This study shows that adolescents’ trait EI is related to risk taking even when predominantly deliberative “cold” cognitive processes are involved in the decisions. These results are consistent with previous research showing that successful emotion regulation strategies and cognitive abilities (e.g., IQ) are positively associated with risk taking (e.g., [11,13,14,23]). In comparison to earlier studies, this study is the first to show a relationship between trait EI and risk taking under deliberative conditions among adolescents. Specifically, it supports and extends the previous results of Panno and colleagues’ [16] in two ways: First, it shows that trait EI is related to risk taking under cognitive-deliberative as well as affective-charged conditions. Second, the current study points out this relationship in a population of adolescents, thus extending Panno et al.’s [16] results that investigated such a relationship in an adult population. Moreover, the current study expands the previous research on emotional self-efficacy and risk taking, showing that trait EI is related to risk taking through the self-motivation facet (i.e., an enhanced goal-oriented self-regulation) (e.g., [11,12,13,23]). Based on the results of this research, it is tempting to speculate that emotionally intelligent adolescents take more risk under cognitive-deliberative conditions for two reasons: (i) as they are driven from an enhanced goal-oriented self-regulation and (ii) as they are unlikely to give up in the face of adversity, for example when incurring a loss. From a different point of view, one could also argue that emotionally intelligent decision makers are more confident in coping with a potentially bad outcome, and therefore they are more prone to take risks under such conditions [14,15]. Future research is needed to explore these potential mechanisms underlying the relationship between trait EI and risk taking under deliberative conditions. The current study is aimed at providing a first step on this avenue but further research is needed in order to advance our knowledge. For example, future research should adopt a risk-taking paradigm that explicitly measures both advantageous and disadvantageous decision making to understand whether trait EI is related to advantageous decision making (see [33,34], for this paradigm).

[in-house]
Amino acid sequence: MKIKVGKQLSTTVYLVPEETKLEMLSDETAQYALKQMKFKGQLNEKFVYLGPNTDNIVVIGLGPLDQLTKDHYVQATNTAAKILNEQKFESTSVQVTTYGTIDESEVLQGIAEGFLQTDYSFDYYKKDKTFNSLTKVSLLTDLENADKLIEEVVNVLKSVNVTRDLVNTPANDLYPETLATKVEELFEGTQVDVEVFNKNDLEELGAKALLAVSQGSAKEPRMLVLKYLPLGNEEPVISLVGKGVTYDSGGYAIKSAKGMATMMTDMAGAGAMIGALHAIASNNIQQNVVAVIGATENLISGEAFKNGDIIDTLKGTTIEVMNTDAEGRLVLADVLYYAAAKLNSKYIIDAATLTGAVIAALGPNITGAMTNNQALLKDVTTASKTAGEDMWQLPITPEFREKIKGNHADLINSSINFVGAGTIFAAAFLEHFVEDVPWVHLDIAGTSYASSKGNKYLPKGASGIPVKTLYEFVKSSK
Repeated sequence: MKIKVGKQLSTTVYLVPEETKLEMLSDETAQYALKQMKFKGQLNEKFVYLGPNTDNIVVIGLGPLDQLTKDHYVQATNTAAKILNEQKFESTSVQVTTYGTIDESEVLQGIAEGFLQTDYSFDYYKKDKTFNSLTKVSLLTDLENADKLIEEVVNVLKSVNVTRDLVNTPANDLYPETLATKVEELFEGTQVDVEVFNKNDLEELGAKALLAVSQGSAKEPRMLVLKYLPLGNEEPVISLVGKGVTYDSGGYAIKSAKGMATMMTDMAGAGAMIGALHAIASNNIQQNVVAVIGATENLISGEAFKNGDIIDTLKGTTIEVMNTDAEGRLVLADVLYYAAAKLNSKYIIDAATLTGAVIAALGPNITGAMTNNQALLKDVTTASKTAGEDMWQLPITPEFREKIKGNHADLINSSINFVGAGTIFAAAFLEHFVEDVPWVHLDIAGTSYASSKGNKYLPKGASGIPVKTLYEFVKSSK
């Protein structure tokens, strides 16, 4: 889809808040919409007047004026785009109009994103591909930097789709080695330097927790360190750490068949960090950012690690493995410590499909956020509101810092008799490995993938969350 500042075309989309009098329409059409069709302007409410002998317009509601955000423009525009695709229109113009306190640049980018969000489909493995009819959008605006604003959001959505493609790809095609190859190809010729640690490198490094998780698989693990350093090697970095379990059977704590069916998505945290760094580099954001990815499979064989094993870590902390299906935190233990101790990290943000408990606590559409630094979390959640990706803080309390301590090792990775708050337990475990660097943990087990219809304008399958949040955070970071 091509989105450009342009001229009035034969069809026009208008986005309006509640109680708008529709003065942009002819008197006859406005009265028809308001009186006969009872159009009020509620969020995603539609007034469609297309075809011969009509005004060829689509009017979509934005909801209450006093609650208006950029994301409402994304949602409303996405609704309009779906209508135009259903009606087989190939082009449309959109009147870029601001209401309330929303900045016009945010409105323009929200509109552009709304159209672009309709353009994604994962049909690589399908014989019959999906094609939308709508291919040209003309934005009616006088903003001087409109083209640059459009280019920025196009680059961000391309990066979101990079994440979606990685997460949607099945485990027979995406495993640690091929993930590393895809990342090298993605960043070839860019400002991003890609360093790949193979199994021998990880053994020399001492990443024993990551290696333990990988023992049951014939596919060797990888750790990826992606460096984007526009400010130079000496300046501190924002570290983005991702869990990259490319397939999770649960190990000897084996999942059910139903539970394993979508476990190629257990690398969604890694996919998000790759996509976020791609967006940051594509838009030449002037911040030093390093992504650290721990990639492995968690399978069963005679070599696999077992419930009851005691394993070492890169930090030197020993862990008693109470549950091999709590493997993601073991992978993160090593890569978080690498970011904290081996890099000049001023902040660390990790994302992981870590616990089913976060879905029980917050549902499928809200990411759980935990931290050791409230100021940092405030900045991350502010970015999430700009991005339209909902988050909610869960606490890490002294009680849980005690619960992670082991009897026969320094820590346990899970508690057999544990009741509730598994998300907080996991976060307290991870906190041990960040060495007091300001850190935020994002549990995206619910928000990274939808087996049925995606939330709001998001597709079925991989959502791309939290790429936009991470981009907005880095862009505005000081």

Even though this research offers notable strengths (e.g., the use of a behavioral measure of risk taking and the scheduling of participants across two separate sessions), some limitations of the present study need to be acknowledged. For instance, these results provide insights into the relationship between trait EI and risk but do not allow causal inference. Thus, future longitudinal studies are needed to investigate a causal effect. Petrides and colleagues [15] have shown that some personality traits such as extraversion and neuroticism are related to trait EI. As it was beyond the scope of the current study to investigate all of these, I cannot rule out that some of these personality factors may moderate the relationship between trait EI and risk taking. Nevertheless, based on our results, future research might investigate whether trait EI interacts with such personality traits when adolescents take risks. Finally, an incentive-compatible paradigm was not adopted in the current research; thus, future research should use such a paradigm to understand whether adolescents behave differently, when an incentive is expected.